Treating from the heart

When you think of Park Avenue plastic surgeons, you think of glamorous doctors and their equally glamorous patients — movie stars and models visiting the office on the QT, socialites searching for the Fountain of Youth. 

But while Dr. Lopa Y. Gupta — with offices on Park Avenue in Manhattan and Mamaroneck Avenue in White Plains — is an undoubtedly glamorous woman (that glistening dark hair, those flashing dark eyes, that generous smile); one with a strong sense of aesthetics (architecture and interior design are two passions), there’s a side to her that’s a world away from Park Avenue.

“Not everyone has a lot,” she says. “If you do, you have to give back.”

In 2001, when she was pregnant with her third child, Kasmira, Gupta went off to Bhopal, India, to offer her services to the afflicted and destitute, her two older children — 7-year-old Sarina and 5-year-old Dilan — watching and learning right behind her. Gupta felt it was necessary for them to understand the importance of serving others early on. Those experiences led the Scarsdale-based family to create SaDilKa Foundation, named for the first two letters of each child’s name (Sa for Sarina, “serene” or “peace”; Dil for Dilan, “dil” meaning “heart” in Hindi; and Ka for Kasmira or Mount Kasmir, “reaching new heights”).

SaDilKa is dedicated to the Four Ts — Treating the suffering around the world free of charge; Teaching youngsters not only about preventive medicine but the need for education; Training doctors; and Testing in the sense of researching new treatments. As a facial plastic surgeon with an emphasis on eyelid surgery, Gupta has treated trachoma and other eye infections as well as tumors in her work in India, China and Africa. Her husband brings to SaDilKa his expertise as a urologist with a specialty in kidney stone procedures.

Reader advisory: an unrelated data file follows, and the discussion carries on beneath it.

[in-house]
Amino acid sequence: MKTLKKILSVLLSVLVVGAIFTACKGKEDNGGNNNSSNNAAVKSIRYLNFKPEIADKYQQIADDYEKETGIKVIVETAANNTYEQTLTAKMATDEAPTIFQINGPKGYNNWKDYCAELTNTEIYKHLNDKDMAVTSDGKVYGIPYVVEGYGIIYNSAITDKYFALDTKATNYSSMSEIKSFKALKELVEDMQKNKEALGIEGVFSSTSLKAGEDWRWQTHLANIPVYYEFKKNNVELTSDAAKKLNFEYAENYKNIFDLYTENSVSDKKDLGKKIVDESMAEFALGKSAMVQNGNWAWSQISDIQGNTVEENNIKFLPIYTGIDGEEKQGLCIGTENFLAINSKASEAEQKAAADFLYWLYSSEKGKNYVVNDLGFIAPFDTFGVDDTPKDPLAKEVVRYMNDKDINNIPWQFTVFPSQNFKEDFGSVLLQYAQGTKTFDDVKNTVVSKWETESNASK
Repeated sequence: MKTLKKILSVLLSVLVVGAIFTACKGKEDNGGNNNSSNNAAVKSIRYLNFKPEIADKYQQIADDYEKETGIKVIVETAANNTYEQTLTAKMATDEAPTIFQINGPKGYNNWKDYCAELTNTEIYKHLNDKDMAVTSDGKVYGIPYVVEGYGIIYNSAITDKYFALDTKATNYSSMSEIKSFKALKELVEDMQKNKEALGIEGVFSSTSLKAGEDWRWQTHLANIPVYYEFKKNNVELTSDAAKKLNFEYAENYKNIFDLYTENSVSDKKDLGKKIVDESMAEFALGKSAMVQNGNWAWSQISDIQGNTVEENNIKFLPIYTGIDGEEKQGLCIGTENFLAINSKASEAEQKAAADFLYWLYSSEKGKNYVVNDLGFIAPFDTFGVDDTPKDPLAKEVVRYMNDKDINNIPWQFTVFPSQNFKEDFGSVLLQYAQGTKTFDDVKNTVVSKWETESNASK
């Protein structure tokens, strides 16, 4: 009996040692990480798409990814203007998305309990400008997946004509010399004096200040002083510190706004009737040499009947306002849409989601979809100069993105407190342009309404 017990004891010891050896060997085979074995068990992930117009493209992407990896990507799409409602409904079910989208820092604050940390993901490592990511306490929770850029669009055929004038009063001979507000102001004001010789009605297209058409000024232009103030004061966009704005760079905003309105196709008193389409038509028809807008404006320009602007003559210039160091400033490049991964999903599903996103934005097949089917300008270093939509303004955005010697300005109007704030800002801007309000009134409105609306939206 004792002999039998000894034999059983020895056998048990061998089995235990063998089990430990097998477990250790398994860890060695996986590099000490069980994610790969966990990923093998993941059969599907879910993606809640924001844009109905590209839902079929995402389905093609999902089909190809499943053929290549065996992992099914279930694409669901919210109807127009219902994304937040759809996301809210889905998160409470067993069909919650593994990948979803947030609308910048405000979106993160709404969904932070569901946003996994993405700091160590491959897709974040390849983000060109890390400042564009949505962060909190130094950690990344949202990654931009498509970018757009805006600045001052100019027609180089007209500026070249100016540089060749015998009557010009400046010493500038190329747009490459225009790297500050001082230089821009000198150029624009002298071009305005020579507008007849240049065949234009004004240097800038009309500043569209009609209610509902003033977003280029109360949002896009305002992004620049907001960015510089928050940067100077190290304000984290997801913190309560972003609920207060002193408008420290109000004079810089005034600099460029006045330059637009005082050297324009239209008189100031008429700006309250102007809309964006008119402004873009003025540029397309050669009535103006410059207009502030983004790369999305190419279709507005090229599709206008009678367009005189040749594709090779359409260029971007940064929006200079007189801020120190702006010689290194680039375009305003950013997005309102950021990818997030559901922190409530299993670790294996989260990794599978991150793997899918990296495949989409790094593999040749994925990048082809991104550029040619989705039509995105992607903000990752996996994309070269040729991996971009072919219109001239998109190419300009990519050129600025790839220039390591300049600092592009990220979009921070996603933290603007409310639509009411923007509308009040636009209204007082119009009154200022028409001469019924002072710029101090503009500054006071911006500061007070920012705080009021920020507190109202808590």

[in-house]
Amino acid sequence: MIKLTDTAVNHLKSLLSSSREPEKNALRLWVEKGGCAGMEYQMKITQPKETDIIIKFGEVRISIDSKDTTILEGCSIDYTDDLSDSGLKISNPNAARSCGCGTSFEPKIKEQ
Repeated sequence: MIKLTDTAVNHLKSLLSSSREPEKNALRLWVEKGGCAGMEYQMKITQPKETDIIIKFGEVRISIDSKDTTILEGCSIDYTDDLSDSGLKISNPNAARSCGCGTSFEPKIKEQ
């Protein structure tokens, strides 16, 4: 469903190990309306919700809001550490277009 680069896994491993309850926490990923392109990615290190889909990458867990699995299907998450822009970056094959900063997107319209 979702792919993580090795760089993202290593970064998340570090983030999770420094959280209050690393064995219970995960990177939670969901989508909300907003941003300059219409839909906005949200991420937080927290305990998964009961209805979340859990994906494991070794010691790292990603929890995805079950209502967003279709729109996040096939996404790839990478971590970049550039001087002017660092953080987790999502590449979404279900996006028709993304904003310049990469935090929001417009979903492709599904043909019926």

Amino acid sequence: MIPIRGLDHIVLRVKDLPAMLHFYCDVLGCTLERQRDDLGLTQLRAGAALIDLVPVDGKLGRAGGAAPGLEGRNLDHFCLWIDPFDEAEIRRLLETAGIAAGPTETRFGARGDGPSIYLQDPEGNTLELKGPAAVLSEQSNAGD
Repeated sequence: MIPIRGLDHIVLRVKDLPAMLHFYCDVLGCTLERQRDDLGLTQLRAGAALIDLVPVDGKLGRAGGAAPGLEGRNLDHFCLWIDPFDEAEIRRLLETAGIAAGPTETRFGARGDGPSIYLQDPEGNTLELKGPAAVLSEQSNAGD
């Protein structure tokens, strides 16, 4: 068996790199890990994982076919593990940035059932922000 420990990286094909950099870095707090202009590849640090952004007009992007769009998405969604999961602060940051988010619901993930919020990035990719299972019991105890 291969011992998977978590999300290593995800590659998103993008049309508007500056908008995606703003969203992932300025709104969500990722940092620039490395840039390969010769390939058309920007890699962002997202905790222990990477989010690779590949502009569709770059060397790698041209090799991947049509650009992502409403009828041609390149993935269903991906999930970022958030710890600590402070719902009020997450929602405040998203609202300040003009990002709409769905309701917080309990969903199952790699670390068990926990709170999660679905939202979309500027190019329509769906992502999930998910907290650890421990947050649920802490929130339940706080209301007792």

For Lopa Gupta, the seeds for giving were planted in Mumbai, where she mostly lived during the first eight years of her life. At age 5 she visited an uncle who practiced medicine out of his home, where lines formed outside.

“(The people) looked subdued as they waited in line,” Gupta says, “but had smiles plastered on their faces as they left. And I thought, ‘Oh my, this guy is a magician.’ It made me feel that I wanted to do the same thing.”

Growing up in Wyomissing, Pa., about 45 miles northwest of Philadelphia, Gupta was fast-tracked in Northwestern University’s six-year honors program in medical education, receiving her MD with the highest distinction.

“I went to medical school to be a neurosurgeon,” she recalls. “I had interned with a neurosurgeon in high school. But then I realized I would start work at 4 in the morning and end at midnight. I wanted a family.”

At Northwestern, she met and fell in love with Mantu Gupta, who, like his future wife, had been a high school valedictorian fast-tracked in the honors med program. It was Mantu who suggested that Lopa switch her area of concentration from the brain to the eye because of its close proximity. She went on to do research in retinal diseases and her residency in ophthalmology at Stanford University. Gupta further refined her specialty during a fellowship with Dr. Orkan G. Stasior in Albany, mastering eyelid surgery.

Gupta has performed more than 6,500 eyelid surgeries, using the CO2 laser and radio waves interchangeably. (Radio-wave surgery, she says, is more current and uses a smaller machine.) It’s evident that the pride she takes in this work is equaled by her pride in the seeds sown by SaDilKa. Sarina, now premed at McGill University, has worked in an ob/gyn clinic in Africa and taught children with cerebral palsy in China. Dilan, studying math at Columbia University, tutors kids in Harlem.

“There’s not a greater joy as a parent,” Gupta says about philanthropic lessons learned. “This is the real stuff.”

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